I recently set a writing exercise for a group of people, 90% of whom were over 50. They had to answer the question: "Are there any advantages to getting older?" I was amazed at how many of them came out with abundant and optimistic lists of reasons to say "Yes!"
I was surprised, because I could think of only six, and four of those are my grandchildren. My other two were seeing my children grow into adults I admired (as well as loved); and having the mental space to really appreciate tiny, everyday pleasures, such as my pillow, or a summer evening bike ride on the empty Monsal Trail. I could go on forever with this list.
I'm still thinking about the question.
Assuming we have enough money not to worry, and we are healthy, being old successfully - i.e. staying happy - is still a tricky thing to master. Death is all around us, and we're aware of how tenuous is our grasp on life, so we want to use our days in ways we won't regret. How we spend our days is how we spend our lives. And in order to retain our health we have to pay daily attention to keeping fit, eating well, not drinking too much. We need to keep cheerful and not complain about your aches and pains - or in my case, my tiredness and lack of energy. And we need to stay involved in the world and it's concerns, up to date with latest trends and developments so as not to become an old fogey, always doing new things and going new places so as not to be boring and bored. (Mixing with young people helps with all of this.)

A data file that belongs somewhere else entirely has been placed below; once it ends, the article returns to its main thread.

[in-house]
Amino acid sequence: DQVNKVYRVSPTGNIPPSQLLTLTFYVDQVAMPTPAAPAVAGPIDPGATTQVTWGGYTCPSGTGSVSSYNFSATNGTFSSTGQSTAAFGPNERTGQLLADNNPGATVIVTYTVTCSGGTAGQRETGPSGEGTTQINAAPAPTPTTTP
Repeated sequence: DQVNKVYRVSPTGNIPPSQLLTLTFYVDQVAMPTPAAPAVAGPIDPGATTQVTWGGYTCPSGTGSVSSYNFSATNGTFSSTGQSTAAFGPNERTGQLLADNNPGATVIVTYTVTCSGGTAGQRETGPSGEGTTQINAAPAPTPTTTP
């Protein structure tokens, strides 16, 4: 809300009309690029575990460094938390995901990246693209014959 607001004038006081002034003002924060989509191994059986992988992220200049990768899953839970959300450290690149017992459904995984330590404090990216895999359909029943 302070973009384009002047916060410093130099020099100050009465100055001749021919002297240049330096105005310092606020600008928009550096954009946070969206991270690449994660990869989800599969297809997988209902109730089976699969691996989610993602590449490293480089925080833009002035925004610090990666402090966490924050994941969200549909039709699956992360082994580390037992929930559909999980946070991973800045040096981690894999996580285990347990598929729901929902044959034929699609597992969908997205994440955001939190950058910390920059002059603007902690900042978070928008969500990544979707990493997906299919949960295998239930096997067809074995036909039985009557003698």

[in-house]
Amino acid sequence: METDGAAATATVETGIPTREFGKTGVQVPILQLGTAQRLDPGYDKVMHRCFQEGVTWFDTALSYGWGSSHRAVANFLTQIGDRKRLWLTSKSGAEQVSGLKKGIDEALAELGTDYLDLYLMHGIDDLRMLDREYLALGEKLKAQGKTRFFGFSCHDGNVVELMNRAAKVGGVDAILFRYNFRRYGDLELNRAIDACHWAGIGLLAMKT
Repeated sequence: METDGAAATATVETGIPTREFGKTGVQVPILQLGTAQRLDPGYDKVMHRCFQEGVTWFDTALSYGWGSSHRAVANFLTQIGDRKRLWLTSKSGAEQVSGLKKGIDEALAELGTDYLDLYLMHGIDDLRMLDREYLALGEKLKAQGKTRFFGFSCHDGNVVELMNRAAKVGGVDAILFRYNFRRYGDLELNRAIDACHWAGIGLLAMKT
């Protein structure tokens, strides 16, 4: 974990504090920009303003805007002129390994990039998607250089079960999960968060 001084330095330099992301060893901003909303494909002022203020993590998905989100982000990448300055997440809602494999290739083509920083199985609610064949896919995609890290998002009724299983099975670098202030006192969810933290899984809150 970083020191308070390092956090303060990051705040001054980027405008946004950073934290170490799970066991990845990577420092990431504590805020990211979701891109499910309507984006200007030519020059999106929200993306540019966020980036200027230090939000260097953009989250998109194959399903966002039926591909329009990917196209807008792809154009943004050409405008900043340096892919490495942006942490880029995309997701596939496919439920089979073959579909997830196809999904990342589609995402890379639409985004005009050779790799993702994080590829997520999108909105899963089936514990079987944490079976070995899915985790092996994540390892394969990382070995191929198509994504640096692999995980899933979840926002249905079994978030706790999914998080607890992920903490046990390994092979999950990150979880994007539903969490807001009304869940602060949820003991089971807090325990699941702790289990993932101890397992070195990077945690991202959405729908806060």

It's hard work and it's a skill to practice - being old successfully. Weirdly, it reminds me of that poem that Larkin wrote for Kingsley Amis' daughter when she was born, Born Yesterday. He was wishing her well for her future, and being old successfully is a different venture, but it takes many of the same skills -
In fact, may you be dull -
If that is what a skilled,
Catching of happiness is called.